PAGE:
The notorious 1982 video game Custer’s Revenge requires the player to direct their crudely pixellated character (General Custer) to avoid attacks so that he can rape a Native American woman who is tied to a stake. The game, unsurprisingly, generated a great deal of controversy and criticism at the time of its release. Since then, video games with similarly problematic content, but far more realistic imagery, have been released. For example, in 2006 the Japanese company Illusion released the game RapeLay, in which the player stalks and rapes a mother and her two daughters.
The question I want to explore in this post is the morality of such representations. One could, of course, argue that they are extrinsically wrong, i.e. that they give rise to behaviour that is morally problematic and so should limited or prohibited for that reason. This is like the typical “violent video games cause real violence”-claim, and I suspect it would be equally hard to prove in practice. The more interesting question is whether there is something intrinsically wrong with playing (and perhaps enjoying) such video games. Prima facie, the answer would seem to be “no”, since no one is actually harmed or wronged in the virtual act. But maybe there is more to it than this?
To answer that question, I am going to enlist the help of Stephanie Partridge. She has a written a number of interesting articles over the years about the ethics of virtual and fictional representations. She argues that we should have a modestly moralistic attitude toward such representations. In other words, she argues that there is something intrinsically wrong with enjoying such representations. The “it’s only a game”-response, doesn’t always work.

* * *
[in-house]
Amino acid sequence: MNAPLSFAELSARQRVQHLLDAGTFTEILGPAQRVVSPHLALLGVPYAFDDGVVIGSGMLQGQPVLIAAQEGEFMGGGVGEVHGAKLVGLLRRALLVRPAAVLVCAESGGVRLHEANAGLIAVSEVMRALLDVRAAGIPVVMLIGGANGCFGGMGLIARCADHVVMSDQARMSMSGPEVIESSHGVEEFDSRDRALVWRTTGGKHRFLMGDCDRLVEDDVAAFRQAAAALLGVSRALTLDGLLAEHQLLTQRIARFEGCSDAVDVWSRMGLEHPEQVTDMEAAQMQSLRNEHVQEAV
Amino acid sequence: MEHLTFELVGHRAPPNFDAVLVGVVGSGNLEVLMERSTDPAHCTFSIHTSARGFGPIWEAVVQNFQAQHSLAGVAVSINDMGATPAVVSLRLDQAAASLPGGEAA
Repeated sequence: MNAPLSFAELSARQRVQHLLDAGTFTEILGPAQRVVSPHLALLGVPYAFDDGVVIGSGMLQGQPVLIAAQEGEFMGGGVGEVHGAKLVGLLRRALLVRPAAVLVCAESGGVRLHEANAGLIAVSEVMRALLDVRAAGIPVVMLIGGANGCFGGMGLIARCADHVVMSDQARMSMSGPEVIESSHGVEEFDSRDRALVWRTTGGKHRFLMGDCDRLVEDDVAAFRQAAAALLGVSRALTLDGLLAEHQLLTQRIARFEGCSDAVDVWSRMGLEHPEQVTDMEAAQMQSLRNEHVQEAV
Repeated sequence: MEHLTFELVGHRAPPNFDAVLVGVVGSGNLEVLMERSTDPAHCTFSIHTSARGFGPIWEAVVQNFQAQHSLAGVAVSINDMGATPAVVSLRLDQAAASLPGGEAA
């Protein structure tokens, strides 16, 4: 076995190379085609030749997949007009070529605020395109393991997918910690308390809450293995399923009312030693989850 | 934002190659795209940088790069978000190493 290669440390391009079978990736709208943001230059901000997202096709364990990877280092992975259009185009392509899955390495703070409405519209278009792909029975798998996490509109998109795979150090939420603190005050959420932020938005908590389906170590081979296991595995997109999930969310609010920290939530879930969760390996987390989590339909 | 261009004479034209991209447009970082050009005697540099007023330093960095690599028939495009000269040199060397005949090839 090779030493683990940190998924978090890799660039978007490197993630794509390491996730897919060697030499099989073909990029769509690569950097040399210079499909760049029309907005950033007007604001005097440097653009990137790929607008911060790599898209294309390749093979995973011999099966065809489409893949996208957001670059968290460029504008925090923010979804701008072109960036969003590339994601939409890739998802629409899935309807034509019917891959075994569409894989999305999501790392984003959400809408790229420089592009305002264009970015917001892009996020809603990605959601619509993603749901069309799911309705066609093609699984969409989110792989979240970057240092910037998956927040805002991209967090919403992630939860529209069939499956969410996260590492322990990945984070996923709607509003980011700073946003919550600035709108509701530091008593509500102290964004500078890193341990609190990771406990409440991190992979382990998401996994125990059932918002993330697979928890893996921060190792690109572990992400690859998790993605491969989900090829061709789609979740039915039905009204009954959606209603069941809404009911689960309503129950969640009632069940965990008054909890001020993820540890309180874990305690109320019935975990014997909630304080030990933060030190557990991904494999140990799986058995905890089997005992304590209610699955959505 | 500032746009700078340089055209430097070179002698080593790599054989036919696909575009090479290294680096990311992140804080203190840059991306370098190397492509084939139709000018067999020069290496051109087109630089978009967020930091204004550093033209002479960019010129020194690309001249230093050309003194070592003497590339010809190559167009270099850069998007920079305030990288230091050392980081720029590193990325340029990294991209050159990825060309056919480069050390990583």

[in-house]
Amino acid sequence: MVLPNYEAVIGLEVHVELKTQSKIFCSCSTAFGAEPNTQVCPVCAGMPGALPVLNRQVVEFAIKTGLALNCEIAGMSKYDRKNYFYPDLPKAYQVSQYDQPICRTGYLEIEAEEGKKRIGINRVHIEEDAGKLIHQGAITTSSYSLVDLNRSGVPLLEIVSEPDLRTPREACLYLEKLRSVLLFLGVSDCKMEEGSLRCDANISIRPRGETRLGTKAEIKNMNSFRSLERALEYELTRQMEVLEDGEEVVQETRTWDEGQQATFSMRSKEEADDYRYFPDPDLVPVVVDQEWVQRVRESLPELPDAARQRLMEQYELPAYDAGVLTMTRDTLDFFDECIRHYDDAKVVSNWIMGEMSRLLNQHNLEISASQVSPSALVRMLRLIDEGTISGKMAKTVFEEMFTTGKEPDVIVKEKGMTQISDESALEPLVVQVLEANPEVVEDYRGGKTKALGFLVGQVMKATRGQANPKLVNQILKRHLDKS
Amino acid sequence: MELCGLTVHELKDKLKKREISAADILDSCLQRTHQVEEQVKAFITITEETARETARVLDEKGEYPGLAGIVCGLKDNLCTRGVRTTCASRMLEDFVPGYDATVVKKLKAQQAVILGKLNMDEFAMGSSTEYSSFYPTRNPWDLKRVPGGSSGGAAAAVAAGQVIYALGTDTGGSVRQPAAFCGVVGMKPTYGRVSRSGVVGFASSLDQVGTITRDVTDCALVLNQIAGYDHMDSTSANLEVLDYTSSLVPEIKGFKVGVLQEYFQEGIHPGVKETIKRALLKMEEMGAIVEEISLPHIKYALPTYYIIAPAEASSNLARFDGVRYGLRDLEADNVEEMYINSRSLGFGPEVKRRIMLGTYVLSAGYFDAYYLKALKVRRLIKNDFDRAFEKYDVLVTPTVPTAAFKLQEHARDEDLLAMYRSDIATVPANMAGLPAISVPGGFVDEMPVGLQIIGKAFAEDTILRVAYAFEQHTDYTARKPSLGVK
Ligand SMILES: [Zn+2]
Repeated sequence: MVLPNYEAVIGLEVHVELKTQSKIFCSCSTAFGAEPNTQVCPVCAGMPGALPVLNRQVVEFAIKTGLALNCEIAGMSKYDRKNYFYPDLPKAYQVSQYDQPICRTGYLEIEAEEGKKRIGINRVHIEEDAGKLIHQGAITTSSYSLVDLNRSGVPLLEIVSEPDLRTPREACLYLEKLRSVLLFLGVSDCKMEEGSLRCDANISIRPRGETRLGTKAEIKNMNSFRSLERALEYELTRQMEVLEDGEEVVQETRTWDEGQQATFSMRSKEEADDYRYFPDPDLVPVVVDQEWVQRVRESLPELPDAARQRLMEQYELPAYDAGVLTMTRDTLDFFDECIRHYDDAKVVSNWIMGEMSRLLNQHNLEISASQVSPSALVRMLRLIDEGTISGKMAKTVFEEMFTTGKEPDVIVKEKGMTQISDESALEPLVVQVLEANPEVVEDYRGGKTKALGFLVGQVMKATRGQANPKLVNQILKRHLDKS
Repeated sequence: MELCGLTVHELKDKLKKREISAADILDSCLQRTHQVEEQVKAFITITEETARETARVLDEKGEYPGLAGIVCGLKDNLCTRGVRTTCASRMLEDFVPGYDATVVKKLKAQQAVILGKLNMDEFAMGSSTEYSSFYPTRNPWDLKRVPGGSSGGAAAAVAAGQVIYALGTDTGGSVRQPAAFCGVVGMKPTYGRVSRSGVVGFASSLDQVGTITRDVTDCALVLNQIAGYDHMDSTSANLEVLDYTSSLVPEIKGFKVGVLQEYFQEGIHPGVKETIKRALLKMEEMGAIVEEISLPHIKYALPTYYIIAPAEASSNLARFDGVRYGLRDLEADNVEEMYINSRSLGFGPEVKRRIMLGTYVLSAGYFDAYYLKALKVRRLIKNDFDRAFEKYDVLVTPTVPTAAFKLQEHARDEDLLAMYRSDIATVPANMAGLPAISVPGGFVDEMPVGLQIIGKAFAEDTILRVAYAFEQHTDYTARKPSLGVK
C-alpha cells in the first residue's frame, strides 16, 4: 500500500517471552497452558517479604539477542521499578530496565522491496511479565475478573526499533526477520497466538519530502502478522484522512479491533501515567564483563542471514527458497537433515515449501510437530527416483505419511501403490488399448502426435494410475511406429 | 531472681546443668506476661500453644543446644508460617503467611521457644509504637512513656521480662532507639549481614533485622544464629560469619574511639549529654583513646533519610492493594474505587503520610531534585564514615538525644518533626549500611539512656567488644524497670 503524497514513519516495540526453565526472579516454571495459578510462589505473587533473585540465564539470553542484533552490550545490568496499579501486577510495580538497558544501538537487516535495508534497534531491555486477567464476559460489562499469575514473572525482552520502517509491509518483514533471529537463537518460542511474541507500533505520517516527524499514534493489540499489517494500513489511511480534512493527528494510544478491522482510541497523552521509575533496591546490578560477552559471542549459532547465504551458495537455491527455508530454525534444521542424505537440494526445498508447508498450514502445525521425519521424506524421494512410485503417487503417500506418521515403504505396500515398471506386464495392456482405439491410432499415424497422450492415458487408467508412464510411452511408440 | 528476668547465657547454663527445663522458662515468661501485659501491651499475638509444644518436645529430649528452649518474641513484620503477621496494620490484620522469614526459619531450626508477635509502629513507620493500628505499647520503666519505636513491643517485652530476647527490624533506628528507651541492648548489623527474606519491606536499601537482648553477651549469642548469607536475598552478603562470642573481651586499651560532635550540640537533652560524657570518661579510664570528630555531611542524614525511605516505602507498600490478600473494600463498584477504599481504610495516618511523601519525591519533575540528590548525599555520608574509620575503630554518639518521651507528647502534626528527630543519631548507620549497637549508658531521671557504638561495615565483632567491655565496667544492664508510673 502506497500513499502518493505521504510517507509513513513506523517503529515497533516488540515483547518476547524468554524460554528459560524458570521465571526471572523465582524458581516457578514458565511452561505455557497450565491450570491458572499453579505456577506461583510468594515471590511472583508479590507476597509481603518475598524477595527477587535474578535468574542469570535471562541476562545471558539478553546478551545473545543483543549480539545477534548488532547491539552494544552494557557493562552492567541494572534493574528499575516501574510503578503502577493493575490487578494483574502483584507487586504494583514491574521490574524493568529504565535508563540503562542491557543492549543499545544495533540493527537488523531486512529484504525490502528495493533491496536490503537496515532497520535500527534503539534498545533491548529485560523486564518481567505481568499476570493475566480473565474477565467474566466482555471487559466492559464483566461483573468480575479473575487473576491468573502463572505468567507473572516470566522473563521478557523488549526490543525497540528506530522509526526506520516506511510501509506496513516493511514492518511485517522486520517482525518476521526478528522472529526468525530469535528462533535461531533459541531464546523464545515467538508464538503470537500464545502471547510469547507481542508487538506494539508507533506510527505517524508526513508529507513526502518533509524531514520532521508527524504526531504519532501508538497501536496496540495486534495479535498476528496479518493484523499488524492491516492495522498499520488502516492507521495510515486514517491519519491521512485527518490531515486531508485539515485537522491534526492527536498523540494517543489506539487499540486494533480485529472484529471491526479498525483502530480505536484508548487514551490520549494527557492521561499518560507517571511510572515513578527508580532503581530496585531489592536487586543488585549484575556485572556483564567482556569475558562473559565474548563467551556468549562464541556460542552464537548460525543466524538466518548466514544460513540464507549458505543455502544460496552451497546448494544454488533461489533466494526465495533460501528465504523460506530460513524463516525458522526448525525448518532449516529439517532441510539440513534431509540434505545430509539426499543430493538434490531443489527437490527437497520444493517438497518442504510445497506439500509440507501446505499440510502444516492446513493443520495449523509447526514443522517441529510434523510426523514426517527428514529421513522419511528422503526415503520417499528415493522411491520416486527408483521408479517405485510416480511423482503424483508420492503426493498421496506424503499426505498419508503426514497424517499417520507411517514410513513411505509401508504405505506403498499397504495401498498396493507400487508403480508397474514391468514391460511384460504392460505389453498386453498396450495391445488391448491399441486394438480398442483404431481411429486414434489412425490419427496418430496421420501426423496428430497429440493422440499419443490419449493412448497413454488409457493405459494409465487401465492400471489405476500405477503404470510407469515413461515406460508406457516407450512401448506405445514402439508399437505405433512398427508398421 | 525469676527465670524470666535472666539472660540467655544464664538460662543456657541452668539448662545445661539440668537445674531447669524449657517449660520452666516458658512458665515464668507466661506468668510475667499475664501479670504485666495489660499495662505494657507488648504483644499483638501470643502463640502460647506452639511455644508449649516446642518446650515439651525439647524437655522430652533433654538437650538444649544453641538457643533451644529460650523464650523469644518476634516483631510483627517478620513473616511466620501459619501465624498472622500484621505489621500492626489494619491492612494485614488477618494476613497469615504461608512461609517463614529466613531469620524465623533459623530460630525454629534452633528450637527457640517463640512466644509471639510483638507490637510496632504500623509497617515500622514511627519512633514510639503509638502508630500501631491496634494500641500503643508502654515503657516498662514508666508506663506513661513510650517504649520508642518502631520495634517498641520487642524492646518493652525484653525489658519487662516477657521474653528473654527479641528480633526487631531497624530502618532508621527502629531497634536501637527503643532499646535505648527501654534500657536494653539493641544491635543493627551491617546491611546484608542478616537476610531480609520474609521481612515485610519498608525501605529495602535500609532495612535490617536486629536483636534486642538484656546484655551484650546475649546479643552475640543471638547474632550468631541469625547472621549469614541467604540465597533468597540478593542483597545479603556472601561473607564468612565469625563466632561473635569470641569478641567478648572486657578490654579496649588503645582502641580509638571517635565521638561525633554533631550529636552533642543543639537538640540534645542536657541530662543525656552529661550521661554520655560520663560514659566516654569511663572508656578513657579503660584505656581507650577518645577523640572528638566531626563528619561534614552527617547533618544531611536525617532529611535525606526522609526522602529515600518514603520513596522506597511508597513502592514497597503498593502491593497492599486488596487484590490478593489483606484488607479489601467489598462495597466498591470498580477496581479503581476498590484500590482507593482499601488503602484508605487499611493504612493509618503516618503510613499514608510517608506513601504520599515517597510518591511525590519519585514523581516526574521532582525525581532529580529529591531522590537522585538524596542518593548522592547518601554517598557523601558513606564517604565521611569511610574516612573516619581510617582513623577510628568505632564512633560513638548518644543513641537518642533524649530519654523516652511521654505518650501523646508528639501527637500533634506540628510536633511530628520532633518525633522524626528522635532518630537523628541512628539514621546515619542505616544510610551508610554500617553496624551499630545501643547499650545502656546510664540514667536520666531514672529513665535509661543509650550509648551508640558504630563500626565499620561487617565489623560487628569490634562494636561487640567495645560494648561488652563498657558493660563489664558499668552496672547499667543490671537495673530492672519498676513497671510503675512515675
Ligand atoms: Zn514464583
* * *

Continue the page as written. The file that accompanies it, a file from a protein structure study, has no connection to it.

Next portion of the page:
In what follows, I’m going to try my best to outline and engage with her main arguments. I will base my discussion primarily on her 2010 article “The Incorrigible Social Meaning of Video Game Imagery”, though I have also read two of her other articles.
1. The Virtual Theoretical Approach and the Challenge of Video Games
You might be inclined to think that your aesthetic enjoyment of something (e.g. video games, movies, books, jokes) is an intrinsically amoral thing. To the extent that each of those representations involves fictional entities and events (and for the purposes of this discussion we are assuming that they only involve such entities and events), they don’t seem to have any intrinsic moral relevance. No agent is harmed, no wrong is done, it’s all just a matter of subjective enjoyment.
That seems right at a first pass. But there is, however, one thing about the aesthetic reaction to fictional representations that is real, namely: the aesthetic reactions themselves. If you find a racist joke funny, then you are really amused; if you are angered or frustrated by your lack of success in a video game, then you are really angered and frustrated; and if you enjoy engaging in virtual acts of rape, then you are really in a state of enjoyment while engaging in those acts.
The reality of these aesthetic reactions suggests that the fictional world isn’t entirely beyold the moral realm. In particular, it suggests that a virtue ethicist can easily make an argument against games like Custer’s Revenge and RapeLay. For the virtue ethicist, what matters when it comes to morality is the cultivation of positive character traits (the “virtues”). A person who enjoys fictional representations of the sort described is expressing something negative about their characters. Consequently, there is something unvirtuous (“vicious”) about that individual. They are rightly the subject of moral criticism.
In very broad terms, the virtue theoretical approach looks like the best one to take when it comes to arguing that there is something intrinsically morally wrong with enjoying certain fictional representations. Nevertheless, there are two challenges to this position that must be overcome.